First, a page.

At the third annual Healthcare Experience Design conference on Monday, several hundred designers, developers and other creative thinkers put their minds to drawing up better experiences for patients and providers alike.
"We need you to help this industry learn how to do better," Jacob Reider, MD, chief medical officer at the Office of the National Coordinator for Health IT, told the crowd as the day began.
The day wasn't just about clunky, confusing, oftentimes aggravating electronic health record user interfaces – although there are plenty of those. (My wife, a Web designer, joined me at the conference to learn some new ways of thinking about her own profession; when I showed her some EHR screenshots, she recoiled in disbelief.)
Rather, the sessions and keynotes at the HxD conference took a broader view, rethinking the processes and systems involved in healthcare delivery and wellness – from physician workflow to patient engagement to population health.
Sandy Hilfiker and Molly McLeod, from Northampton, Mass.-based CommunicateHealth, which seeks to improve health literacy through user-centered design, showed how, in a nation where nearly half of Americans have limited literacy – and nine out of 10 have limited health literacy – patients must be drafted to serve as "co-creators" in the prototype stage of healthcare websites.
They offered a list of to-dos (and not-to-dos) for content developers: everything from avoiding long words and and dense walls of text, to specifying optimal color contrast and the best font sizes and line heights.
Toward the broader topic of how to drive patient engagement – or, as his session title put it, "How to Design User Habits" – Nir Eyal, a lecturer at Stanford, explained how some websites are "painkillers" (aimed at an obvious need, they serve a quantifiable market) and some are "vitamins" (targeting an emotions, engendering good feelings, they start out aimed at an as-yet unidentifiable crowd of user).
Sites such as Facebook and Twitter started out as so-called vitamins … but soon became indispensable to huge numbers of people, even filling deeper emotional needs than may initially have been anticipated.
The key to developing habit-forming technology, said Eyal, is to understand end-users' "internal triggers" – the emotional drives that motivate them – and develop technology that begins as "vitamin" and then "turns into a painkiller."
That's a lesson that could be learned, for example, by some health and wellness apps. As popular as they are, most are still often underused.
"Most people download health apps and never open them," said Cassie McDaniel, of the Centre for Global eHealth Innovation at Toronto's University Health Network.
McDaniel was a designer first, and only came to healthcare recently. She confessed that it was "kind of shocking for me to see" healthcare's often hidebound approach to visual representation and information architecture.
In her session, "The Embedded Designer: How to Make Designers an Integral Part of Your Team," McDaniel made the case that "design is teachable … it is a learnable skill." She said healthcare has a lot to learn from creative designers – and that the time is right to bring more of them into the fold.
"Designers would like to get into healthcare because they're excited about the challenge," she said. "They want to make a difference.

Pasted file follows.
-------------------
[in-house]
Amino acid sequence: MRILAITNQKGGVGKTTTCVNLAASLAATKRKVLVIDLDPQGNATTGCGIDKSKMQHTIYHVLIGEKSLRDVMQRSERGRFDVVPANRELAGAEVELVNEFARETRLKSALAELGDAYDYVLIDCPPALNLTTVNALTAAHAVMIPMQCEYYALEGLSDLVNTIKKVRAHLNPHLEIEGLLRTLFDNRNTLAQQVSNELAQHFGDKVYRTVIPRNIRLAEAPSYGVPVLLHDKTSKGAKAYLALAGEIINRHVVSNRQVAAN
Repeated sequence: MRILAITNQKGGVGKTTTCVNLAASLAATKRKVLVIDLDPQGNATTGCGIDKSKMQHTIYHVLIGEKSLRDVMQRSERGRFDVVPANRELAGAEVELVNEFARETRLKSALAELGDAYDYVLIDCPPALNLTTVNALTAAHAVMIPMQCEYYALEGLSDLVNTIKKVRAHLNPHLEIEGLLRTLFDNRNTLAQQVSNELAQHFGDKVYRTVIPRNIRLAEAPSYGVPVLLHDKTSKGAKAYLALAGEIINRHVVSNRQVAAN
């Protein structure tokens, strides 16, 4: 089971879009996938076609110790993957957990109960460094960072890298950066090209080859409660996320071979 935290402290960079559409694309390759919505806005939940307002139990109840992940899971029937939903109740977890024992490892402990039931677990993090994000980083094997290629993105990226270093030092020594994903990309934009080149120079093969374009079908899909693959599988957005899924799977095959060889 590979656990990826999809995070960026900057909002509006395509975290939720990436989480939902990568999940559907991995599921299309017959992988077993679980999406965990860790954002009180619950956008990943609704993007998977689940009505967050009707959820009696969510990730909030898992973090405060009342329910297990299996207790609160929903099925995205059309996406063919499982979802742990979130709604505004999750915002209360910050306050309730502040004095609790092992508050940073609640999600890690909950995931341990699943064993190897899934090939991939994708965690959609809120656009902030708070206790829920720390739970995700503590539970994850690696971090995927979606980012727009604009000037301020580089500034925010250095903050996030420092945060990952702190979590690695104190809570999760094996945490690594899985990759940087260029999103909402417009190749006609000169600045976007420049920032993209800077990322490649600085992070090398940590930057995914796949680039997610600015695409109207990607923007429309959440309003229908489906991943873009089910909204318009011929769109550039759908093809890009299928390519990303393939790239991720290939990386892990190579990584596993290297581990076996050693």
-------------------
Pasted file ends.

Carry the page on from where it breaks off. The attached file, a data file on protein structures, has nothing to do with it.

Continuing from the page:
Whether working on patient-facing apps or physician IT, user-centered design – building upon deep research, prototyping, critical evaluation and a close eye on usage patterns – is essential, said McDaniel.
And just as designers must respect the deep education, knowledge and expertise of clinicians, she added, the opposite should be true: providers can learn a lot from what these right-brain thinkers have to offer.
There's "enormous potential to bring designers in," said McDaniel, adding that the still-small healthcare design culture is something that must be built upon. "We need role models if we want to create a sustainable health design community."
Just as healthcare has been transformed immensely in recent years by technology, it's poised to be changed by new ways of thinking about design.
As Jessica Kadar, principal product manager at Iora Health, an innovative accountable care organization based in Cambridge, Mass. explained, incremental changes to the system don't work unless you change the whole model
"You don't build an airplane by putting wings on a car," she said.
By rethinking the triangular relationship between people and processes, information technology, and payment reform, Iora has notched some impressive achievements, Kadar showed at HxD.
Its IT strategies are built around collaboration and patient-centeredness. It maintains its own team of developers and designers, all of whom go out to visit its practices, to see how technology is used and learn from it.
Instead of hunching over a laptop in a corner, Iora's docs project the EHR on a large screen, so the patient is involved in the discussion; it deploys OpenNotes, a technology that allows patients to review and add to their own charts.
The idea, said Kadar, is to approach seemingly intractable challenges from the ground up.
As another presenter, Richard Anderson, put it earlier in the day, too often EHRs are "automating broken processes."
"We build on top of them until they become intractable," Kadar echoed.
Nonetheless, "every barrier that we encounter now was once a design solution," she said. When designers complain about healthcare's ungainliness, "We're talking to our former selves."
The answer should be simple, said Kadar: "If something's not working, try something else."